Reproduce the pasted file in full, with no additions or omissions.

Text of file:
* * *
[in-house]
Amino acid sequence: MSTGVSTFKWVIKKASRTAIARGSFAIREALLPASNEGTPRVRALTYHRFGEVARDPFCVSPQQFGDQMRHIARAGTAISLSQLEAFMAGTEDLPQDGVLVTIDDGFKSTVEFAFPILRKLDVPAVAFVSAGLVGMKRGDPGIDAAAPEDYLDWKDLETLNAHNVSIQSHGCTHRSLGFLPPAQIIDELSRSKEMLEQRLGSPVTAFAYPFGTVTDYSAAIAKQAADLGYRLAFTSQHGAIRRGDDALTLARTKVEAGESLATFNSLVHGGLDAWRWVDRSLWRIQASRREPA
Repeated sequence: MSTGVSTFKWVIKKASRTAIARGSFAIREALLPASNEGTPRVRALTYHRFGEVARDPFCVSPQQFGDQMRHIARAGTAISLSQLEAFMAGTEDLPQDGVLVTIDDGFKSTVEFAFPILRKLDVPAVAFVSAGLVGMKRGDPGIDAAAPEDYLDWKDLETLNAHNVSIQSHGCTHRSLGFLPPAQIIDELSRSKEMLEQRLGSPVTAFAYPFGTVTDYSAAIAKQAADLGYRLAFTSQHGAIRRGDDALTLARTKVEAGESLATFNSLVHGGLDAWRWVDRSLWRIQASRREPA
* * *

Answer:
[in-house]
Amino acid sequence: MSTGVSTFKWVIKKASRTAIARGSFAIREALLPASNEGTPRVRALTYHRFGEVARDPFCVSPQQFGDQMRHIARAGTAISLSQLEAFMAGTEDLPQDGVLVTIDDGFKSTVEFAFPILRKLDVPAVAFVSAGLVGMKRGDPGIDAAAPEDYLDWKDLETLNAHNVSIQSHGCTHRSLGFLPPAQIIDELSRSKEMLEQRLGSPVTAFAYPFGTVTDYSAAIAKQAADLGYRLAFTSQHGAIRRGDDALTLARTKVEAGESLATFNSLVHGGLDAWRWVDRSLWRIQASRREPA
Repeated sequence: MSTGVSTFKWVIKKASRTAIARGSFAIREALLPASNEGTPRVRALTYHRFGEVARDPFCVSPQQFGDQMRHIARAGTAISLSQLEAFMAGTEDLPQDGVLVTIDDGFKSTVEFAFPILRKLDVPAVAFVSAGLVGMKRGDPGIDAAAPEDYLDWKDLETLNAHNVSIQSHGCTHRSLGFLPPAQIIDELSRSKEMLEQRLGSPVTAFAYPFGTVTDYSAAIAKQAADLGYRLAFTSQHGAIRRGDDALTLARTKVEAGESLATFNSLVHGGLDAWRWVDRSLWRIQASRREPA